What type of tissue is most likely to have cilia?
What two type of cells found in the nervous tissue?
neuroglia, or glial cells
What cells are associated with touch?
What causes stretch marks?
stretching of the skin due to obesity or pregnancy which tears collagen fibers & produce striae
Histological arrangement of osseous tissue
-located in endosteum,give rise to osteoblasts, multiply continually
-bone forming cell
-trapped osteoblast in the matrix,homeostasis of calcium & ph ions
- bone dissolving cell on bone surface
Where is the epiphyses located?
ends of long bone (head)
What type of cartilage do most bone develop?
articular cartilage (hylaine)
What kind of cells do osteoblast and osteoclasts develop from?
What is the inorganic matter percentage og bone?
10% calcium carbonate
What hormone maintain calcium homeostasis in adults?
What happens to bone with vitamin d defficiency?
abnormal softness in bone known as rickets in children and osteomalacia in adults
Define osseous tissue
bone as a connective tissue, which matrix is hardened by decompsition of calcium phosphate & other minerals
Where does the hemopoiesis occur?
in red bone marrow
the forcible tearing away of a body part by trauma or surgery
What is a canaliculi?
slender channels that are interconnected with the lacunae; they help osteocytes contact the processes from their neighbors
What cells are resposible for the breakdown of bone?
Whats the diff btw appositional growth and interstitial growth of bone?
interstitial-bone increase in length, while
appositional-bone increase in width
What is the class of bones found in the forearm?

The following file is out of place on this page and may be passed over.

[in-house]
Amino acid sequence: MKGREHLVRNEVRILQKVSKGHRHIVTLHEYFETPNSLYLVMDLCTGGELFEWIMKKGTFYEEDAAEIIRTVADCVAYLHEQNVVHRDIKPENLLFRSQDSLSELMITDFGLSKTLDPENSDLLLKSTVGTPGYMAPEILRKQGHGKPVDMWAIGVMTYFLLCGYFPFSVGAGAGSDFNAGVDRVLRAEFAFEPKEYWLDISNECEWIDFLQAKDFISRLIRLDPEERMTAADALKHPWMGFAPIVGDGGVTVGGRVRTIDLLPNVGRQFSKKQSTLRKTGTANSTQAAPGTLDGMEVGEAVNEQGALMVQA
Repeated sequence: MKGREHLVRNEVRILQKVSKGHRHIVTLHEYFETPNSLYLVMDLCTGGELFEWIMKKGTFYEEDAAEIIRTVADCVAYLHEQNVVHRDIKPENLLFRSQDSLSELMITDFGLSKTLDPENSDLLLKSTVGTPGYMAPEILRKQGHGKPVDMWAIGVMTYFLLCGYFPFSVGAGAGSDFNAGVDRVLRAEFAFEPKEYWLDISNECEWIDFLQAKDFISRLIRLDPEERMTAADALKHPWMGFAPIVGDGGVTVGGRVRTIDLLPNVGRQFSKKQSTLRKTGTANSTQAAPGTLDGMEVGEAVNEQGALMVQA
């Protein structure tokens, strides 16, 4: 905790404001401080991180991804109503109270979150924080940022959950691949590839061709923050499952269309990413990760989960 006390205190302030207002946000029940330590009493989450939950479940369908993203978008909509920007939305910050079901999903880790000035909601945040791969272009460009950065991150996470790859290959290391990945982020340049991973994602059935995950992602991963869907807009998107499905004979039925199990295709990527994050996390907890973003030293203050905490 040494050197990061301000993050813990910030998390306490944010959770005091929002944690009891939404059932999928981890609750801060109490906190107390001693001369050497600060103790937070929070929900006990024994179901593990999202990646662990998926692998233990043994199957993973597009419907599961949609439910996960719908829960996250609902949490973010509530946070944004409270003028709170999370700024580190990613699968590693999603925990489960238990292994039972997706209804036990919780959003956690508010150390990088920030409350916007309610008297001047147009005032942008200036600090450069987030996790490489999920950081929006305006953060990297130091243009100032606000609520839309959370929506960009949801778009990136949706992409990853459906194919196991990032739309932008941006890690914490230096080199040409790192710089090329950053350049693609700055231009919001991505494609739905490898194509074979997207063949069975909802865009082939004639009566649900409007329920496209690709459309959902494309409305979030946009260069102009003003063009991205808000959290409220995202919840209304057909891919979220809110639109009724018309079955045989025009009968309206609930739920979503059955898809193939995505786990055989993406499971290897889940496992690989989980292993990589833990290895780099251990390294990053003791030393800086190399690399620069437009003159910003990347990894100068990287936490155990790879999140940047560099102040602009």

What bones are found in the antebrachium?
What are the paranasal sinuses?
what bone contain the internal and external acoustic meatuses?
Which skull bones are paired?
Where is the lambdoid suture located and what does it seperate?
in the back of the head. occipital & parietal bones
What are the process of the temporal bone?
-extends anterioly to form part of zygomatic arch
-provides attachment for muscles of the tongue, pharynx, & hyoid bone
-where u can palpate as a lump behind earlobe
Can you palpate the occpital condyles of a living person?
What bone is fractured if a person was strangled?
What nerve tract is damaged if theres a fracture of the ethmoid bone?
the olfactory nerve that is associated with the sense of smell
Which vertebrae has a dens?
the cervical's axis
Can cells have two nucleus?
Yes during mitosis, the splitting & duplication of cells
Can mutations change the amino acid sequence of a protein?
What does the nucleus envelope and the mitochondria have in common?
both are double membranous units
What are your nitrogen based
What are your nitrogen based
What are the components of DNA?
What is found in rna, that isnt in dna?
What is the function of dna helicase?
opens short segment of helix, repication is point of 2 strands
What is DNA wrapped around in the nucleosome?
core of proteins
What happens in anaphase?
enzyme split 2 chromatids apart a centomere
How do malignant tumors differ from benign tumors?
benign- connective tissue capsule, slow growth, stay local, potentially lethal, while
malignant- is cancerous, unencapsulated, fast growing, metastic(spreading)